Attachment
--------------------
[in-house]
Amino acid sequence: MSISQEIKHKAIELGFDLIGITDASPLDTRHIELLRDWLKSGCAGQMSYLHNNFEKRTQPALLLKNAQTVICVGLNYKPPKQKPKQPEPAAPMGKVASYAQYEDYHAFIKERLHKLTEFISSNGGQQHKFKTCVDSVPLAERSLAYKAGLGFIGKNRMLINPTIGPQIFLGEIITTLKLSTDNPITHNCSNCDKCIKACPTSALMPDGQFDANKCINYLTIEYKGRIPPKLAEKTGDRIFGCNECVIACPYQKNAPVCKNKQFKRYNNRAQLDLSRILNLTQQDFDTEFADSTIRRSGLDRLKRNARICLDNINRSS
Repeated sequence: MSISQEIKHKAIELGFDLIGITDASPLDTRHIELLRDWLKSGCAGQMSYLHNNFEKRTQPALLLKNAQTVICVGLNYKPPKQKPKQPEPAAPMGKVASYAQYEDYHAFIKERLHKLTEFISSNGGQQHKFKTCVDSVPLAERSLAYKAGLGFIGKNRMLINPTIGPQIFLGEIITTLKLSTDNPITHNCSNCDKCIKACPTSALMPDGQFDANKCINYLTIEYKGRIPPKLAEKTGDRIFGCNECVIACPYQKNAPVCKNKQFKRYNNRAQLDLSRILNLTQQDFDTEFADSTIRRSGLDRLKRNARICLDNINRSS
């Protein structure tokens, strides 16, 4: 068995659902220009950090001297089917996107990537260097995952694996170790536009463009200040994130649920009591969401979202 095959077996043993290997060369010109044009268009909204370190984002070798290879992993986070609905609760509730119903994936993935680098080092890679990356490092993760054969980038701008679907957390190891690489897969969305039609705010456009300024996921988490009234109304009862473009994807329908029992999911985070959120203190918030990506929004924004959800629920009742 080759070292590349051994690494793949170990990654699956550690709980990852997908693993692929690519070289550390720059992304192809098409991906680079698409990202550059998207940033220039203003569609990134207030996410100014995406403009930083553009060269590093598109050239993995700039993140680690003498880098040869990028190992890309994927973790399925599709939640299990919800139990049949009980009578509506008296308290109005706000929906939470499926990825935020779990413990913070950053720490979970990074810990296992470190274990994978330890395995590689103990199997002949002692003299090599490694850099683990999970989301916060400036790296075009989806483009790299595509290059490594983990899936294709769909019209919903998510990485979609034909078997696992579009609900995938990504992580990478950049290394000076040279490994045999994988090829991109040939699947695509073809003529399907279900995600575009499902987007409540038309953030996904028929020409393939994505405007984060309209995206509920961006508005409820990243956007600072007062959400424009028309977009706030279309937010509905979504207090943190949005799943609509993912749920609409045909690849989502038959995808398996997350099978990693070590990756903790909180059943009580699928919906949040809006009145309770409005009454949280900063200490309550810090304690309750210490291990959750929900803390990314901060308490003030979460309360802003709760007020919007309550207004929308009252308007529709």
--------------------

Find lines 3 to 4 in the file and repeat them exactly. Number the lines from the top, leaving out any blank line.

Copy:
Repeated sequence: MSISQEIKHKAIELGFDLIGITDASPLDTRHIELLRDWLKSGCAGQMSYLHNNFEKRTQPALLLKNAQTVICVGLNYKPPKQKPKQPEPAAPMGKVASYAQYEDYHAFIKERLHKLTEFISSNGGQQHKFKTCVDSVPLAERSLAYKAGLGFIGKNRMLINPTIGPQIFLGEIITTLKLSTDNPITHNCSNCDKCIKACPTSALMPDGQFDANKCINYLTIEYKGRIPPKLAEKTGDRIFGCNECVIACPYQKNAPVCKNKQFKRYNNRAQLDLSRILNLTQQDFDTEFADSTIRRSGLDRLKRNARICLDNINRSS
């Protein structure tokens, strides 16, 4: 068995659902220009950090001297089917996107990537260097995952694996170790536009463009200040994130649920009591969401979202 095959077996043993290997060369010109044009268009909204370190984002070798290879992993986070609905609760509730119903994936993935680098080092890679990356490092993760054969980038701008679907957390190891690489897969969305039609705010456009300024996921988490009234109304009862473009994807329908029992999911985070959120203190918030990506929004924004959800629920009742 080759070292590349051994690494793949170990990654699956550690709980990852997908693993692929690519070289550390720059992304192809098409991906680079698409990202550059998207940033220039203003569609990134207030996410100014995406403009930083553009060269590093598109050239993995700039993140680690003498880098040869990028190992890309994927973790399925599709939640299990919800139990049949009980009578509506008296308290109005706000929906939470499926990825935020779990413990913070950053720490979970990074810990296992470190274990994978330890395995590689103990199997002949002692003299090599490694850099683990999970989301916060400036790296075009989806483009790299595509290059490594983990899936294709769909019209919903998510990485979609034909078997696992579009609900995938990504992580990478950049290394000076040279490994045999994988090829991109040939699947695509073809003529399907279900995600575009499902987007409540038309953030996904028929020409393939994505405007984060309209995206509920961006508005409820990243956007600072007062959400424009028309977009706030279309937010509905979504207090943190949005799943609509993912749920609409045909690849989502038959995808398996997350099978990693070590990756903790909180059943009580699928919906949040809006009145309770409005009454949280900063200490309550810090304690309750210490291990959750929900803390990314901060308490003030979460309360802003709760007020919007309550207004929308009252308007529709």